How can new parents advocate for themselves to facilitate a successful transition back into the workplace?

With new and often overwhelming responsibilities, the need to shift priorities and redefine personal balance can make the transition into working parenthood really difficult.

With new and often overwhelming responsibilities, the need to shift priorities and redefine personal balance can make the transition into working parenthood really difficult. Often, employees who are at this life stage have the most institutional knowledge, and thus are of high value to their organization, so retention becomes paramount.

When you are faced with the need to find a different balance between your home life and work life, suggest a plan for how you can meet your needs while still meeting the needs of the company. For example, asking about a flexible work schedule, telecommuting options, job sharing possibilities, and technology to support flexibility (e.g., PDAs) can ease your transition. The truth is, if you can demonstrate mutually beneficial solutions, the firm builds loyalty and retains you and everyone wins. If you hear, “No, because we haven't done this before,” ask “Why not?” Be bold and take the risk so that you might hear “Yes,” even if on a trial basis.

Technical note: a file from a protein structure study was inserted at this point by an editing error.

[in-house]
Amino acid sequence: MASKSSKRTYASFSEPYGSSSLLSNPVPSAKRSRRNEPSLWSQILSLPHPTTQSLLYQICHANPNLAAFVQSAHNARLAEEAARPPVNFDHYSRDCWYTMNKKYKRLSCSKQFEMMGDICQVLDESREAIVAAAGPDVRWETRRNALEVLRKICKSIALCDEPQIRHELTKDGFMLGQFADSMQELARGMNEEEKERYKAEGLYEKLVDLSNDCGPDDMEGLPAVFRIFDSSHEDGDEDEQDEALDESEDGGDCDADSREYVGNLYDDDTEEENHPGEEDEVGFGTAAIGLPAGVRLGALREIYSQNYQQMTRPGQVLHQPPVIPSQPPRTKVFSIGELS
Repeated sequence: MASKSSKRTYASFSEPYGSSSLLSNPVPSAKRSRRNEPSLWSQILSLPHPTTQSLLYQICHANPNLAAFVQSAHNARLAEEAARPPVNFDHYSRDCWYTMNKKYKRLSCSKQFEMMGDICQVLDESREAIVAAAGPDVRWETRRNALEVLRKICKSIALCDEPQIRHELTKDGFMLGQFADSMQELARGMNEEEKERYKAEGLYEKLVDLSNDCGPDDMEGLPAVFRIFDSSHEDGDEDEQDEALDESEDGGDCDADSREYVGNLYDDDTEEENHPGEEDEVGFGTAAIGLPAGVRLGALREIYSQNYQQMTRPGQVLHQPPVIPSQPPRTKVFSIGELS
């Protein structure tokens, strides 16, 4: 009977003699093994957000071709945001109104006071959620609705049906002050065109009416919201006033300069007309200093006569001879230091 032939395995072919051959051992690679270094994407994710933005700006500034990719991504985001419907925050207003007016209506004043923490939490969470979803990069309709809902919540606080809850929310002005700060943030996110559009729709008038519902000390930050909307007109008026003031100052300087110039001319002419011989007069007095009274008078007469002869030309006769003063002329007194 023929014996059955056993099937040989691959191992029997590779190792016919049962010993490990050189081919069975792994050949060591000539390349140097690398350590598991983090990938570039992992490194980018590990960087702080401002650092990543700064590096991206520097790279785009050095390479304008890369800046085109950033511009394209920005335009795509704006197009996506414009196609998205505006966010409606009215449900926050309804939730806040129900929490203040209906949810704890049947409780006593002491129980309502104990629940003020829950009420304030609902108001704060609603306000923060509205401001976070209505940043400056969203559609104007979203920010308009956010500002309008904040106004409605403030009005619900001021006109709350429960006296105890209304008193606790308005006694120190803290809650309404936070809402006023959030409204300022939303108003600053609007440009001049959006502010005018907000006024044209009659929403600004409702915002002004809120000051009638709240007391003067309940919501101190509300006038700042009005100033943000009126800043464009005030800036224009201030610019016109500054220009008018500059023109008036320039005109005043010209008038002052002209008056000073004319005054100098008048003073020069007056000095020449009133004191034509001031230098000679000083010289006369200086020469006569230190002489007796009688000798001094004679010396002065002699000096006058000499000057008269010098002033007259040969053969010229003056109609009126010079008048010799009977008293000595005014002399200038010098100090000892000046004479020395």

Building a network at the office through a parent-pairing mentorship program or new parent support group can help substantially. If your office doesn't already have one, suggest starting one.

As employees are becoming parents, it's time for leadership in firms to flex parental instincts by being attentive, considerate, understanding, responsive, and asking, “Why not?” When companies become a valuable partner to their employees during this important time, they capitalize on a great opportunity to enhance their relationship with their employees, build loyalty, and help assure retention of their best people.

Lastly, it's important to note that the way employees and leaders handle these situations reflect profoundly on how companies value and treat their employees. It's not just the potential parents who are paying attention. This becomes an important part of the organizational culture.

Laura Smith is MD of US Human Resources at Edelman

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